6 Tips to Write Effective eLearning Course Scenario Questions
Creating effective eLearning course scenario questions that engage the learners and tie into real world challenges can be difficult, unless you know a few key tips that can make the process simple and straightforward. In this article, I’ll offer insight into how you can develop eLearning course scenario questions that give your audience a first-hand look at the real world benefits they can expect to receive.
Writing Effective eLearning Course Scenario Questions
You can employ effective eLearning Course scenarios when trying to boost the interactivity and immersion level of your eLearning course. However, to be truly successful in achieving this goal, the eLearning scenario questions you create must hit the mark and make your learners aware of how their decisions lead to real world consequences either good or bad. Here are a few tips that you can use to write effective eLearning course scenario questions.
- Determine your learners’ primary purpose.
Are you assessing your learners, or encouraging them to delve deeper into a topic ? The first thing you’ll need to do before designing your eLearning course scenario questions is to determine their primary purpose. Are you trying to create an assessment that gauges learners knowledge, or giving your learners the opportunity to explore a particular idea, process, or problem in greater depth? By answering this question, you will get a better idea of what tools you need to use and which elements need to be integrated in order to offer the most realistic and beneficial eLearning course scenario experience for your learners. For example, if you are creating an assessment, then you will want to opt for test question templates that allow for easy grading. On the other hand, if you are trying to build an exploration exercise for your learners, then you can create hyperlink buttons that lead to consequences, which can show your learners the rewards or risks involved with the decision making process.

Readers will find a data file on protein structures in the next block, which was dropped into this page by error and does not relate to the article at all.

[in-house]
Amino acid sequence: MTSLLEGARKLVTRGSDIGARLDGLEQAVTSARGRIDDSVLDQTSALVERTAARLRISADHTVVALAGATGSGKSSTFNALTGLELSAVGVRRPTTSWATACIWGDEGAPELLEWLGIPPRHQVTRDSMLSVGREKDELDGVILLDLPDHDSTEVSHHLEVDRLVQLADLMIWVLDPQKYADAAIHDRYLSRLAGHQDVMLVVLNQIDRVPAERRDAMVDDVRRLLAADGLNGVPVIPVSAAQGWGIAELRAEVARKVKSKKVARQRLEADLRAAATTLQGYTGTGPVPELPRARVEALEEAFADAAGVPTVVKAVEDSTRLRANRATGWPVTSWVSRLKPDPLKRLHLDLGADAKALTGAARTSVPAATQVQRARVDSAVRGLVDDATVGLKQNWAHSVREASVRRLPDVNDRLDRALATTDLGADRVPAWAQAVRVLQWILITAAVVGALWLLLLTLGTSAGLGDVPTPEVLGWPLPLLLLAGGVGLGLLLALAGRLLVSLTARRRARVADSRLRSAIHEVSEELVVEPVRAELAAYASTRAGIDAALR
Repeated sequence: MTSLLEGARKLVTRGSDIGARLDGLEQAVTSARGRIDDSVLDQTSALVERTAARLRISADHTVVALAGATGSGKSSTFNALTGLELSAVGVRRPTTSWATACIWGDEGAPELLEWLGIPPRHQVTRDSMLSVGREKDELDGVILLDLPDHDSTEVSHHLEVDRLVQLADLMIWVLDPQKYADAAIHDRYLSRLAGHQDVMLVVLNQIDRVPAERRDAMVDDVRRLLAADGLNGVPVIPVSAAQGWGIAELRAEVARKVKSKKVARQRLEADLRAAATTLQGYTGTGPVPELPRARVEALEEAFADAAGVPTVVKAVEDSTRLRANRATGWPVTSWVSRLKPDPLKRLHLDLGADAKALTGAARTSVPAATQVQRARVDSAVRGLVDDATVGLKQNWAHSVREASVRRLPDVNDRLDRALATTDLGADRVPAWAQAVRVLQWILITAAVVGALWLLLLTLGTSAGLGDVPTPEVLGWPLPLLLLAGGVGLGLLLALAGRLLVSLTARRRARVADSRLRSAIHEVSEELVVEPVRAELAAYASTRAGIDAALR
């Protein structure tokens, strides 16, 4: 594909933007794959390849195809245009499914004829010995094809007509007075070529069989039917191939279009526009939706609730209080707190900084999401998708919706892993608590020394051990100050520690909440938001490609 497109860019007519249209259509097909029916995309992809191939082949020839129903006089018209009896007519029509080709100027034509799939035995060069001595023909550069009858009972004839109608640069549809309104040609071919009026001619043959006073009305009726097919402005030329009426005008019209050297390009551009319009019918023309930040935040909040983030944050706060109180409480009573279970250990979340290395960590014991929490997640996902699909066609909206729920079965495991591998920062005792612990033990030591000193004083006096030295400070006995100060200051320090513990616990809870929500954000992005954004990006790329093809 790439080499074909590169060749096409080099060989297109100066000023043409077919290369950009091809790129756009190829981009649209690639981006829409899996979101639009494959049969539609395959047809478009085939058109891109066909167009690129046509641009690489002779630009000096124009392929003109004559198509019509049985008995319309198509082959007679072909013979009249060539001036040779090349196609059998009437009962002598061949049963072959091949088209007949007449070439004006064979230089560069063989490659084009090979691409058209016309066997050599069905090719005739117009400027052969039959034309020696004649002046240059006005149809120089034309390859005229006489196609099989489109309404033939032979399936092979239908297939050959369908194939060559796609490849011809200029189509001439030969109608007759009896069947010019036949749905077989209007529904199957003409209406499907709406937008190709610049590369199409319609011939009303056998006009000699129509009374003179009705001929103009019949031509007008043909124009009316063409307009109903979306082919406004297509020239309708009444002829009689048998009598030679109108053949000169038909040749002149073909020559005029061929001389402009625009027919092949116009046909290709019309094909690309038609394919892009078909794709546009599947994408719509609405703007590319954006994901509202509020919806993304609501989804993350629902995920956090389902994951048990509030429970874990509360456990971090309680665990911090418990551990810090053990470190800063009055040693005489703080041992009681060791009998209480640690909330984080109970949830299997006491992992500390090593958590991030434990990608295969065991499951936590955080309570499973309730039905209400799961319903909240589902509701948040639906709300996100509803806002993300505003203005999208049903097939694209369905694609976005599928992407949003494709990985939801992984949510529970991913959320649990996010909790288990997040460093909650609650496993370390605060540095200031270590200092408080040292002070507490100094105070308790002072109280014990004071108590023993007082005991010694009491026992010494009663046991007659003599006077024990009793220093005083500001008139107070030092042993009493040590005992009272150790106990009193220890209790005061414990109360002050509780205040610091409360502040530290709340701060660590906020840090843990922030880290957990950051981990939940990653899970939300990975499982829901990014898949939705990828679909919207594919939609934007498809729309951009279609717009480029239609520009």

- Determine where and why learners are making errors in the real world.
The goal of any effective eLearning course scenario is to give learners the opportunity to solve problems that they might actually encounter outside of the virtual classroom. In essence, you need to ask why learners are making mistakes and what behaviors need to be changed in order to avoid these errors. To determine this, you may want to conduct surveys or interviews with employees and management, or hold focus groups that involve key members of your learning audience.
- Focus on a specific challenge or obstacle.
When creating effective eLearning course scenario questions, it’s easy to get lost in the information. You may be focusing so much on integrating core ideas or creating effective questions and outcomes, that you forget the most important aspect of designing a scenario , which is to focus on a challenge or obstacle that the learners need to overcome. The scenario that you are developing should be supporting or modifying a behavior or equipping your learners with the skills or knowledge they need to solve a problem they encounter in real life, either in their personal lives or on-the-job. The scenario must mimic real world experiences, rather than trying to overload learners with information or ideas. It must show them how to behave or what to think, rather than telling them.